My sister suggested Coinstar, which they have at our local grocery store.  It used to be that Coinstar would take out 7 cents for every dollar you put in, which I have a problem with.  It's not a logical problem: I'd probably be paying them 21 cents to take my coins out of my house and give me something valuable, which is actually a pretty good deal.  On the other hand, I hate paying 7% of my hard earned money...

However, since I didn't want to wrap the coins and I didn't want to take them to the bank, I had resigned myself to Coinstar.  I was just about to take the kids there when they came back with all the money they had sorted.  "And tomorrow we are going to sort the rest of the money and make a graph!"

On the one hand, I am responsible for keeping the house tidy and using money efficiently.  On the other hand, I am responsible for encouraging the kids to learn things and amuse themselves productively (read: not like I did when I was about their age).  So, even though I feel like it will probably be a mess, will probably not work well or get finished, will probably not yield any useful information, will probably not get us any more money, tomorrow we will be sorting coins and making a graph. And maybe I will be surprised!

Saturday, July 15, 2017


Amanda and Luke just got back from a church camp.  I asked them when "lights out" was.

Luke said that official lights out was at 9 but they stayed up later because their counselor read them stories.  "What kind of stories?"  "Dinosaur stories."  Um, ok?  "They were good dinosaur stories."

"See," said Amanda, "that's the difference between the boys cabins and the girls cabins.  We read devotions."

Luke replied, "Oh, ours were devotions too!"

My mind cannot grasp the idea of devotional dinosaur stories for 10 year old boys, and probably that's ok.

Thursday, June 22, 2017

Child labor

One of the parts of our summer plan is that each child does 30-40 minutes worth of a chore every day.  When you have 12+ hours of freedom every day, spending less than an hour on a task is not too daunting.  Also, I'm required to work with them so they see me doing work too and it's less lonely.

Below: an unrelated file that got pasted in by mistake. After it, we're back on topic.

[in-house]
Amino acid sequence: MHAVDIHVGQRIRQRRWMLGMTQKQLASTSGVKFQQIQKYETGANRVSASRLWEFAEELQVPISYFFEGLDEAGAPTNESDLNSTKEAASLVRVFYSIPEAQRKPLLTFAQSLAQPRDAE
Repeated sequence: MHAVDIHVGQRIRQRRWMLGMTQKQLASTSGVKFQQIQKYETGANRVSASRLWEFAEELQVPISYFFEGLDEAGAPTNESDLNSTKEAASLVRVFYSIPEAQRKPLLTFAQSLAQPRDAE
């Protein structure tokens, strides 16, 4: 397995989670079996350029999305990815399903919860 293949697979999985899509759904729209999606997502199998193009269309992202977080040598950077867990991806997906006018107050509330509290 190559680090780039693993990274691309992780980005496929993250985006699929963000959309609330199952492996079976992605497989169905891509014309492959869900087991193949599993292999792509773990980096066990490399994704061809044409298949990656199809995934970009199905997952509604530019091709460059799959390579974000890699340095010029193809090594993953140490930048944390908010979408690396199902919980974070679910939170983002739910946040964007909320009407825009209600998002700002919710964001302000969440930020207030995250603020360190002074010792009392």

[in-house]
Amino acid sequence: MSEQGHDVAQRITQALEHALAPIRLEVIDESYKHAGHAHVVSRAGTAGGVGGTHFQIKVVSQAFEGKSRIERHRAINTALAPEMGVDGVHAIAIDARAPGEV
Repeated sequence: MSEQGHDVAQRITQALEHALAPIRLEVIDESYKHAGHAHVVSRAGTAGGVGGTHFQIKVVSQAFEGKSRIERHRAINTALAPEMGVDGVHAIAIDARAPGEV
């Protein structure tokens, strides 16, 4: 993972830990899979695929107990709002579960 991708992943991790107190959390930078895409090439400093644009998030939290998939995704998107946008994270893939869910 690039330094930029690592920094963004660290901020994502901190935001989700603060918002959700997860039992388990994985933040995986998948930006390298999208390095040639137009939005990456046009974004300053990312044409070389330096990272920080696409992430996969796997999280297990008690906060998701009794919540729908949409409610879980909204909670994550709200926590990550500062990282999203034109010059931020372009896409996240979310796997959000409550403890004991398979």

The great thing is all the tasks that get done.  With 3 people working, Luke's room got cleaned pretty quickly.  We sorted through the old toys and found some for a (theoretical) garage sale. We moved a lot of mulch. Luke invented a long stick to help him dust the baseboards and behind the couches (dusting is much more fun when you are inventing too!).  I'm a bit worried actually that we will run out of things to do...  I'm sure I can ask friends and relatives for ideas.

One of my favorite "chores" was the trash bag I asked Amanda to make for the car.  She used a gallon ziploc for the liner, and strong magnet for the strap so that we can take it out and put it back in.  We also are using grocery bags so that we can just take them out and throw them away when we are done.  Right now we are hanging it near the passenger side of the front seat, but it could also be hung off the back of one of the front seats. And (best of all) it gets the job done.

She's taking orders =).  Just let me know.